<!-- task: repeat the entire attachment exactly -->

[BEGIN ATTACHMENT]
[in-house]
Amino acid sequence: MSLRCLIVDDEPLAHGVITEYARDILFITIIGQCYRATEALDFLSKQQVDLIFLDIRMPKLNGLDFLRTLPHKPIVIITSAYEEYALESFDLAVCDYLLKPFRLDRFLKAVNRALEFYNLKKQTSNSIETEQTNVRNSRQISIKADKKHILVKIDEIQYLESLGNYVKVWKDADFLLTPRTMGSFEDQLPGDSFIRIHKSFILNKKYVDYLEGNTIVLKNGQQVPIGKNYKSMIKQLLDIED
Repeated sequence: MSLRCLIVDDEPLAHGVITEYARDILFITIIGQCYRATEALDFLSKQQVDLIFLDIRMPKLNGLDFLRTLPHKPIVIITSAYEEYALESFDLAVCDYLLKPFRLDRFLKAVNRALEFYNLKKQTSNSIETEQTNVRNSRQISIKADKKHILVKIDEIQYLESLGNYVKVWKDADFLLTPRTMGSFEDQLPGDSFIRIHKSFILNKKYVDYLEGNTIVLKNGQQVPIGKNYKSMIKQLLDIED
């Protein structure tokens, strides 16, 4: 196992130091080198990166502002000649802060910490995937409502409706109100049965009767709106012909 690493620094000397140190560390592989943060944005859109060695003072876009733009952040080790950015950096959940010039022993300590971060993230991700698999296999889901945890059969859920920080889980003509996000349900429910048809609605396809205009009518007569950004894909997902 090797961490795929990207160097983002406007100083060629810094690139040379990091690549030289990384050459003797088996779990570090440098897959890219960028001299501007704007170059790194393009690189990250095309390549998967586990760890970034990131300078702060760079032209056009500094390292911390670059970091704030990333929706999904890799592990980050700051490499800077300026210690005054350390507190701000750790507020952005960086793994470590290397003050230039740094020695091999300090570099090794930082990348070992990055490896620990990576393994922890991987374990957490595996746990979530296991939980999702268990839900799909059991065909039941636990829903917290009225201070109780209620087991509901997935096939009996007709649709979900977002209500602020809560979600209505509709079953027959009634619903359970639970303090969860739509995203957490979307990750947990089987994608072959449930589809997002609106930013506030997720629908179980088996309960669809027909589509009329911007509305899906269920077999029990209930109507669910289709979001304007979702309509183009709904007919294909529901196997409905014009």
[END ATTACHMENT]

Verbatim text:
[in-house]
Amino acid sequence: MSLRCLIVDDEPLAHGVITEYARDILFITIIGQCYRATEALDFLSKQQVDLIFLDIRMPKLNGLDFLRTLPHKPIVIITSAYEEYALESFDLAVCDYLLKPFRLDRFLKAVNRALEFYNLKKQTSNSIETEQTNVRNSRQISIKADKKHILVKIDEIQYLESLGNYVKVWKDADFLLTPRTMGSFEDQLPGDSFIRIHKSFILNKKYVDYLEGNTIVLKNGQQVPIGKNYKSMIKQLLDIED
Repeated sequence: MSLRCLIVDDEPLAHGVITEYARDILFITIIGQCYRATEALDFLSKQQVDLIFLDIRMPKLNGLDFLRTLPHKPIVIITSAYEEYALESFDLAVCDYLLKPFRLDRFLKAVNRALEFYNLKKQTSNSIETEQTNVRNSRQISIKADKKHILVKIDEIQYLESLGNYVKVWKDADFLLTPRTMGSFEDQLPGDSFIRIHKSFILNKKYVDYLEGNTIVLKNGQQVPIGKNYKSMIKQLLDIED
């Protein structure tokens, strides 16, 4: 196992130091080198990166502002000649802060910490995937409502409706109100049965009767709106012909 690493620094000397140190560390592989943060944005859109060695003072876009733009952040080790950015950096959940010039022993300590971060993230991700698999296999889901945890059969859920920080889980003509996000349900429910048809609605396809205009009518007569950004894909997902 090797961490795929990207160097983002406007100083060629810094690139040379990091690549030289990384050459003797088996779990570090440098897959890219960028001299501007704007170059790194393009690189990250095309390549998967586990760890970034990131300078702060760079032209056009500094390292911390670059970091704030990333929706999904890799592990980050700051490499800077300026210690005054350390507190701000750790507020952005960086793994470590290397003050230039740094020695091999300090570099090794930082990348070992990055490896620990990576393994922890991987374990957490595996746990979530296991939980999702268990839900799909059991065909039941636990829903917290009225201070109780209620087991509901997935096939009996007709649709979900977002209500602020809560979600209505509709079953027959009634619903359970639970303090969860739509995203957490979307990750947990089987994608072959449930589809997002609106930013506030997720629908179980088996309960669809027909589509009329911007509305899906269920077999029990209930109507669910289709979001304007979702309509183009709904007919294909529901196997409905014009």